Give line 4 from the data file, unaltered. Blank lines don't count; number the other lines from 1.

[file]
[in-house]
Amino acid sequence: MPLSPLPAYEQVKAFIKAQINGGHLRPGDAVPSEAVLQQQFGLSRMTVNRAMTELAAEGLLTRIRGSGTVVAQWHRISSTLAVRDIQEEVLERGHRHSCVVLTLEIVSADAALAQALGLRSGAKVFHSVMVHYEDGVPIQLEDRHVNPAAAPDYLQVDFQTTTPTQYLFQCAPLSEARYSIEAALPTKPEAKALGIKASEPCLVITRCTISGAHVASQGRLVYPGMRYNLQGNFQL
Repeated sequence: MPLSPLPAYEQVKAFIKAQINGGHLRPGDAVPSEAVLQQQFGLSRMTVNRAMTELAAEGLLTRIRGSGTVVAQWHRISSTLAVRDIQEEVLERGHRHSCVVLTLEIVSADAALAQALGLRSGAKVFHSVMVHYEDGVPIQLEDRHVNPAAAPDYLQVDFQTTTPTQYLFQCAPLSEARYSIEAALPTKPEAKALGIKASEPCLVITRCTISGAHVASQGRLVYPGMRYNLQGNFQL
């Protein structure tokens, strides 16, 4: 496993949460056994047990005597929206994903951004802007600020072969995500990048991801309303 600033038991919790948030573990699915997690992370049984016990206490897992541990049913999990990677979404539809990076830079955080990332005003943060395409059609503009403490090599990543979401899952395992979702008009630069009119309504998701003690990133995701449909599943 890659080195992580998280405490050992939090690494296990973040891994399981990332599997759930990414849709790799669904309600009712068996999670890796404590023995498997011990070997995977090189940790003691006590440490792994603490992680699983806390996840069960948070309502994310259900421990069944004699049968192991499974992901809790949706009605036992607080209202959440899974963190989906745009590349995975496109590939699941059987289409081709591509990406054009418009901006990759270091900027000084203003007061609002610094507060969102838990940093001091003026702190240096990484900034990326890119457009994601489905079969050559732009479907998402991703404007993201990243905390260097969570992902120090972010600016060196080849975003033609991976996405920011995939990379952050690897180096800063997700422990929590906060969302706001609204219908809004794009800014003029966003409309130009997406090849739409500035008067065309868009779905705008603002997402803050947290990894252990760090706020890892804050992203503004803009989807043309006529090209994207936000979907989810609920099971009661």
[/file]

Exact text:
């Protein structure tokens, strides 16, 4: 496993949460056994047990005597929206994903951004802007600020072969995500990048991801309303 600033038991919790948030573990699915997690992370049984016990206490897992541990049913999990990677979404539809990076830079955080990332005003943060395409059609503009403490090599990543979401899952395992979702008009630069009119309504998701003690990133995701449909599943 890659080195992580998280405490050992939090690494296990973040891994399981990332599997759930990414849709790799669904309600009712068996999670890796404590023995498997011990070997995977090189940790003691006590440490792994603490992680699983806390996840069960948070309502994310259900421990069944004699049968192991499974992901809790949706009605036992607080209202959440899974963190989906745009590349995975496109590939699941059987289409081709591509990406054009418009901006990759270091900027000084203003007061609002610094507060969102838990940093001091003026702190240096990484900034990326890119457009994601489905079969050559732009479907998402991703404007993201990243905390260097969570992902120090972010600016060196080849975003033609991976996405920011995939990379952050690897180096800063997700422990929590906060969302706001609204219908809004794009800014003029966003409309130009997406090849739409500035008067065309868009779905705008603002997402803050947290990894252990760090706020890892804050992203503004803009989807043309006529090209994207936000979907989810609920099971009661």